The Anomalistic Psychology Research Unit holds series of lectures. Some of them are now available as videos or podcasts. Among them…
Deborah Hyde: Demons and nightmares: Why do People Believe in the Malign Supernatural?
Deborah’s talk is on the cultural and physiological aspects of the religious and superstitious experience and she’ll answer such questions as: When do the dead chew in their graves? Why do vampires strike in autumn? Why do ghosts live in electric clocks?
Dr Sam Parnia: Near Death Experiences During Cardiac Arrest
One of the subjects that has both captivated and eluded humankind throughout time is the mystery of what happens when we die. Although traditionally a subject for philosophical or theological debate, scientific progress has begun to shed light on both the physiological as well as cognitive processes such as near death experiences that take place during clinical death. Dr. Sam Parnia, author of What Happens When We Die, chronicles the history and development of the study of cardiac arrest as well as near death experiences. At the same time, he will introduce the novel method he and his colleagues have devised to study the phenomenon of consciousness and the human mind at the end of life, which they hope will finally enable science to resolve the mystery of near death experiences.
Prof. Richard Wiseman: “Heads I Win, Tails You Lose”: How Parapsychologists Nullify Null Results
This talk explores how parapsychologists often explain away evidence against the existence of psi, examining how null findings are ignored during exploratory research, how chance results obtained during attempted replication are attributed to non psi-conducive procedures, how post hoc data mining is used to identify pockets of significant data in meta-analyses that have yielded null results, and how the eventual decline of any alleged effects are viewed as an inherent property of psi. It is argued that understanding and preventing these problems are central to resolving debates about the existence of psychic ability.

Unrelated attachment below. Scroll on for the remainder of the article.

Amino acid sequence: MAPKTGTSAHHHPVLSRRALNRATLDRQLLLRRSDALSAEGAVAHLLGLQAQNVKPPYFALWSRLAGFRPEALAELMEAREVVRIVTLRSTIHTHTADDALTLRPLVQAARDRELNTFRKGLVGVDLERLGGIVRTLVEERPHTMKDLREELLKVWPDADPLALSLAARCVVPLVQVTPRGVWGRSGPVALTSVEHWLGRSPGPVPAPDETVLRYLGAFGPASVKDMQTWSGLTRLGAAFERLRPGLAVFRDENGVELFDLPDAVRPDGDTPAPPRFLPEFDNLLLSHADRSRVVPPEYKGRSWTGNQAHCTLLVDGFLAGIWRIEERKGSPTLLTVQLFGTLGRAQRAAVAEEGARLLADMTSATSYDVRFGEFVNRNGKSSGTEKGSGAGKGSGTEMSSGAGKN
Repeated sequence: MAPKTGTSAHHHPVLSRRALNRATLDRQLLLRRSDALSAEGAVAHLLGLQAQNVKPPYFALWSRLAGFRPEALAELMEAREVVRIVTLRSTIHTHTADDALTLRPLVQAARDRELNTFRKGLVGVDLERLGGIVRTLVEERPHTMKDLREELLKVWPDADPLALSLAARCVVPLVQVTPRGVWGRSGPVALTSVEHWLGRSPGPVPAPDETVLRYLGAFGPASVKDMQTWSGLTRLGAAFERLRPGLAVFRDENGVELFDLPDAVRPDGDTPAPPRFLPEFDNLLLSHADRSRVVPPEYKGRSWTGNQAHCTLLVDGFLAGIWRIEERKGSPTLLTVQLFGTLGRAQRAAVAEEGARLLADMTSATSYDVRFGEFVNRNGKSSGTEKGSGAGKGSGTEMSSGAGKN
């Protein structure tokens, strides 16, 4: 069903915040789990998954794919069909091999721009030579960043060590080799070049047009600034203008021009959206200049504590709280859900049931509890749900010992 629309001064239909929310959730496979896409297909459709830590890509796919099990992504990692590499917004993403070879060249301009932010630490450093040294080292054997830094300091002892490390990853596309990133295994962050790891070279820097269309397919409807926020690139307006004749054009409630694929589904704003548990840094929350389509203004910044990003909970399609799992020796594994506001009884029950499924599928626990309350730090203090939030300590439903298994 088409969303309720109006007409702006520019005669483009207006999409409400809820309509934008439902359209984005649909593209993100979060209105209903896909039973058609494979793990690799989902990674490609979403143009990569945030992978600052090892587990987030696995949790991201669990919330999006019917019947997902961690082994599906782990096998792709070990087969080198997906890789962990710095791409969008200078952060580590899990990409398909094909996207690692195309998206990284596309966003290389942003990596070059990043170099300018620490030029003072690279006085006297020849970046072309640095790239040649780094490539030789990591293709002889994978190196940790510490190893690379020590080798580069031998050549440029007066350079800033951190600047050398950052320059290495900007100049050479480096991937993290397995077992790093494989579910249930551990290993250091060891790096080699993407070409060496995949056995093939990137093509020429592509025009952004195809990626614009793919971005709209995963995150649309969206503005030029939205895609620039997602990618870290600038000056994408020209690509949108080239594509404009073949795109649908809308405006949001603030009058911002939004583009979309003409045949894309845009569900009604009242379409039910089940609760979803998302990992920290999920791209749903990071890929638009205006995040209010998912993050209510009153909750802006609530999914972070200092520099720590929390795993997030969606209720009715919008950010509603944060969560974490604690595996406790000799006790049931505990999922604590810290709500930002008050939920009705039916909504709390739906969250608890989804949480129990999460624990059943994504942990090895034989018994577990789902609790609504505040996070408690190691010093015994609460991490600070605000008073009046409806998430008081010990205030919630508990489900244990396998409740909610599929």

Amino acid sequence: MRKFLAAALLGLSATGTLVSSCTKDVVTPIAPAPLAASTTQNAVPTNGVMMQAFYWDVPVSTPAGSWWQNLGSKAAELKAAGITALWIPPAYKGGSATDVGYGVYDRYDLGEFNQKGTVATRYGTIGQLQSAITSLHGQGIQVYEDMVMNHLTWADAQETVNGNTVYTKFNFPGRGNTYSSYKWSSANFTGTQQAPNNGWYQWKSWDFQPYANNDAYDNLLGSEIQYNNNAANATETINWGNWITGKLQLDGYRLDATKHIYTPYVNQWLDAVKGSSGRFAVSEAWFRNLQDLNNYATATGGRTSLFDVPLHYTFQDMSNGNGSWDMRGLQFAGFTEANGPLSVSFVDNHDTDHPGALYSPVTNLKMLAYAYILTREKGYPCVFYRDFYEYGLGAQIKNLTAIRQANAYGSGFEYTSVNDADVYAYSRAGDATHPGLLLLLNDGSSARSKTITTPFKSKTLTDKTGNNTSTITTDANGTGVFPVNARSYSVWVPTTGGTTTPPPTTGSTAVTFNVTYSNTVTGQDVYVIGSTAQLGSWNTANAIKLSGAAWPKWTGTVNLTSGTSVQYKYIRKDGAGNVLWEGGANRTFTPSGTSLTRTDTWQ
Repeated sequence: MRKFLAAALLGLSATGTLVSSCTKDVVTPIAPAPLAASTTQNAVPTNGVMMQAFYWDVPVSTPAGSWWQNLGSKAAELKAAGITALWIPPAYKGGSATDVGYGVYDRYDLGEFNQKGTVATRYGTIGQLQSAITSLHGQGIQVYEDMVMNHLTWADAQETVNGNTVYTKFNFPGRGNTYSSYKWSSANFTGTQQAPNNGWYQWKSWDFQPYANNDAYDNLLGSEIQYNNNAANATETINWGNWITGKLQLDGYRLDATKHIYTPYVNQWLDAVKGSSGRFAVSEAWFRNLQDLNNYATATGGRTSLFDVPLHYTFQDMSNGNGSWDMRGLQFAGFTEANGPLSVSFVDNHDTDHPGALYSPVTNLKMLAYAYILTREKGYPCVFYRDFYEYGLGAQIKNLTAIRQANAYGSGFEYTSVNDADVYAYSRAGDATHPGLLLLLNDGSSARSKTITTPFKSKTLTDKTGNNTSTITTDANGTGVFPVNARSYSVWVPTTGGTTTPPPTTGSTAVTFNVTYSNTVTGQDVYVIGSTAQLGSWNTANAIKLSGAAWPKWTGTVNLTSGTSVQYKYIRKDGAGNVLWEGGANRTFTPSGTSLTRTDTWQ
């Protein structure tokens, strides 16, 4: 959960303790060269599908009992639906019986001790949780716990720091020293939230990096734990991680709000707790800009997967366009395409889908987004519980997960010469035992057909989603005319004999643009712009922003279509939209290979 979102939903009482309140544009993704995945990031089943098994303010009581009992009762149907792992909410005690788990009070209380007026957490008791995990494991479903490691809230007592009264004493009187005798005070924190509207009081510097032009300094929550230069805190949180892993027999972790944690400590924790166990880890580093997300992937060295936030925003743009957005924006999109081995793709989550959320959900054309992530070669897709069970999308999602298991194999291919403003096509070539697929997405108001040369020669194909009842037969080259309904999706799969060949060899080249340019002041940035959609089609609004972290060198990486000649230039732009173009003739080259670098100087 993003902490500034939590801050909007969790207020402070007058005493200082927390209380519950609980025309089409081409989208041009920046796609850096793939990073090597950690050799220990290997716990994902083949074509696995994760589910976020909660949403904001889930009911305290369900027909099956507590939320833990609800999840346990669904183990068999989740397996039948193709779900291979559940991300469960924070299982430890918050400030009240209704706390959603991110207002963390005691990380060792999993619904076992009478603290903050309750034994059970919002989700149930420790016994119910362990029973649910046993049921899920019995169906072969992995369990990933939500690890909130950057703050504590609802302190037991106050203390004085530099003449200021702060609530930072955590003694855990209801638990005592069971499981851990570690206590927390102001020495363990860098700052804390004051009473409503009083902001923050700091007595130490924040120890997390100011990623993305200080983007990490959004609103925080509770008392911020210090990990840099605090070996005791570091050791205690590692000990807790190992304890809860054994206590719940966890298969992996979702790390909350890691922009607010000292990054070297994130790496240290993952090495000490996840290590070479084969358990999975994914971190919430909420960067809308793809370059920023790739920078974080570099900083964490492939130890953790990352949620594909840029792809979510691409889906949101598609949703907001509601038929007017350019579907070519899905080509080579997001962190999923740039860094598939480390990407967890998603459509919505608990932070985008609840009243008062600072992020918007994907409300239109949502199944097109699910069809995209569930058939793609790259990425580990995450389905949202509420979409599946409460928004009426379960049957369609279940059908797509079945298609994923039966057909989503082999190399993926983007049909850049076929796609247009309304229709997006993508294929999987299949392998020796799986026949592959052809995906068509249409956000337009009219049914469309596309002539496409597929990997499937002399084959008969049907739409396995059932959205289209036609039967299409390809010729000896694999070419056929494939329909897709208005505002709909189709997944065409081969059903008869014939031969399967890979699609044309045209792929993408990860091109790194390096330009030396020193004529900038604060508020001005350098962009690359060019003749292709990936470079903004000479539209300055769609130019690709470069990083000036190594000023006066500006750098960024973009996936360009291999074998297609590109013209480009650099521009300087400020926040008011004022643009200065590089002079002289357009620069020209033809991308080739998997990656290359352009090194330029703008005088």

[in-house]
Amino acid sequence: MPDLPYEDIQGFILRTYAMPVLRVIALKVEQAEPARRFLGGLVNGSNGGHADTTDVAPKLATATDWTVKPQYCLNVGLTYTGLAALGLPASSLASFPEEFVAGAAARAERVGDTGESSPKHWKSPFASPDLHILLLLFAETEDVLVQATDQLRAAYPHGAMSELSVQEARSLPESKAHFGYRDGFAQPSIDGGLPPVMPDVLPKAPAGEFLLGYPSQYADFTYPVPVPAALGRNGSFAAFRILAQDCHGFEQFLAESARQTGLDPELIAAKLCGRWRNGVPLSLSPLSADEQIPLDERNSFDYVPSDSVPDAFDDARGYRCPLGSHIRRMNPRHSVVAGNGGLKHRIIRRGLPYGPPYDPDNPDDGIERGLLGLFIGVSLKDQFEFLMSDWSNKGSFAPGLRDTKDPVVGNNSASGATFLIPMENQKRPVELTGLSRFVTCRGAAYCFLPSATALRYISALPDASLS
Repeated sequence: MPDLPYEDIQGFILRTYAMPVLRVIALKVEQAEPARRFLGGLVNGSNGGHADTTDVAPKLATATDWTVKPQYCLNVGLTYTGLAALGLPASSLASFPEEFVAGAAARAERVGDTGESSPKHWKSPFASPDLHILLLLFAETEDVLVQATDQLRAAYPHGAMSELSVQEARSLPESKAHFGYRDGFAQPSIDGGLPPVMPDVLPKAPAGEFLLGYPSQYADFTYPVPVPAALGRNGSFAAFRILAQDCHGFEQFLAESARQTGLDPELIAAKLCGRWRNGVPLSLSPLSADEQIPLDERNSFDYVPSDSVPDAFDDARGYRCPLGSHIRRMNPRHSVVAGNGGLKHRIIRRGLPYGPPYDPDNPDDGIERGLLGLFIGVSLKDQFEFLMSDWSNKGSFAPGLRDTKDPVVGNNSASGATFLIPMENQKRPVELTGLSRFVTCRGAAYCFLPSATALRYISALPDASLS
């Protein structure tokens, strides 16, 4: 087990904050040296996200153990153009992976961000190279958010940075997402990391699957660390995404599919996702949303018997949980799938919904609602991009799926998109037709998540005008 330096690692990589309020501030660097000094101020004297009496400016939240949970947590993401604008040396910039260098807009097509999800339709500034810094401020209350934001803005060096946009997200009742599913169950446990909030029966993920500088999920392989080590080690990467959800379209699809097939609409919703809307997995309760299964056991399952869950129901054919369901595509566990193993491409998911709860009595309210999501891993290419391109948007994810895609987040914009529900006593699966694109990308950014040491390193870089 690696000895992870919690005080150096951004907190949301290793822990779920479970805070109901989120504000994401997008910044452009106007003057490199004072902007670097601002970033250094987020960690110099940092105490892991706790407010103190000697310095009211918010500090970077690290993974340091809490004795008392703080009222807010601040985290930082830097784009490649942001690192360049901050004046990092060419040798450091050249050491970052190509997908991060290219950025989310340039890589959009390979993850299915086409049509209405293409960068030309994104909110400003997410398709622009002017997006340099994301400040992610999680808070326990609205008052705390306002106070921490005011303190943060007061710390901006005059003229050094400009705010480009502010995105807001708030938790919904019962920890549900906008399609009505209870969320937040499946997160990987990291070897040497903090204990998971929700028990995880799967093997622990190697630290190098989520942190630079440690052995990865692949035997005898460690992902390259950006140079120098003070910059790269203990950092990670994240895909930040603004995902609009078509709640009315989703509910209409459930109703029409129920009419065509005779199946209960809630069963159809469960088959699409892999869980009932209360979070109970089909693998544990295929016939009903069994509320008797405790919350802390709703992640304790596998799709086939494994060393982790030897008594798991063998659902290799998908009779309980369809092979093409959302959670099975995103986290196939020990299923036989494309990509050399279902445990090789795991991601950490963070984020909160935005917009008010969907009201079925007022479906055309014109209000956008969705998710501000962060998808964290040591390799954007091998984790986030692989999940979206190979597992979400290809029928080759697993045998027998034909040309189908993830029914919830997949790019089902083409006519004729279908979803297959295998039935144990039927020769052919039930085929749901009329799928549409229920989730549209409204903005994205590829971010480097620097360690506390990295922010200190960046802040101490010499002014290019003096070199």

Prof. Chris French: Something Wicked This Way Comes: Causes and Interpretations of Sleep Paralysis
This presentation will describe the phenomenon of sleep paralysis, including numerous first-person accounts. In its most basic form, sleep paralysis simply involves being half-awake and half-asleep and realising that, for a short time, one cannot move. This experience is very common with around 40% of the population reporting that they have experienced it. Around one in twenty people report having experienced terrifying hallucinations during their episodes of sleep paralysis. The underlying psychophysiological causes of the fascinating phenomenon will be described, as will the different interpretations of the experience cross-culturally.
Dr Rupert Sheldrake: Morphic Resonance, Collective Memory and the Habits of Nature
According to the hypothesis of formative causation, all self-organizing systems, including crystals, plants and animals contain an inherent memory, given by a process called morphic resonance from previous similar systems. All human beings draw upon a collective human memory, and in turn contribute to it. Even individual memory depends on morphic resonance rather than on physical memory traces stored within the brain. This hypothesis is testable experimentally and implies that the so-called laws of nature are more like habits.
For the videos, see http://www.gold.ac.uk/apru/lectures/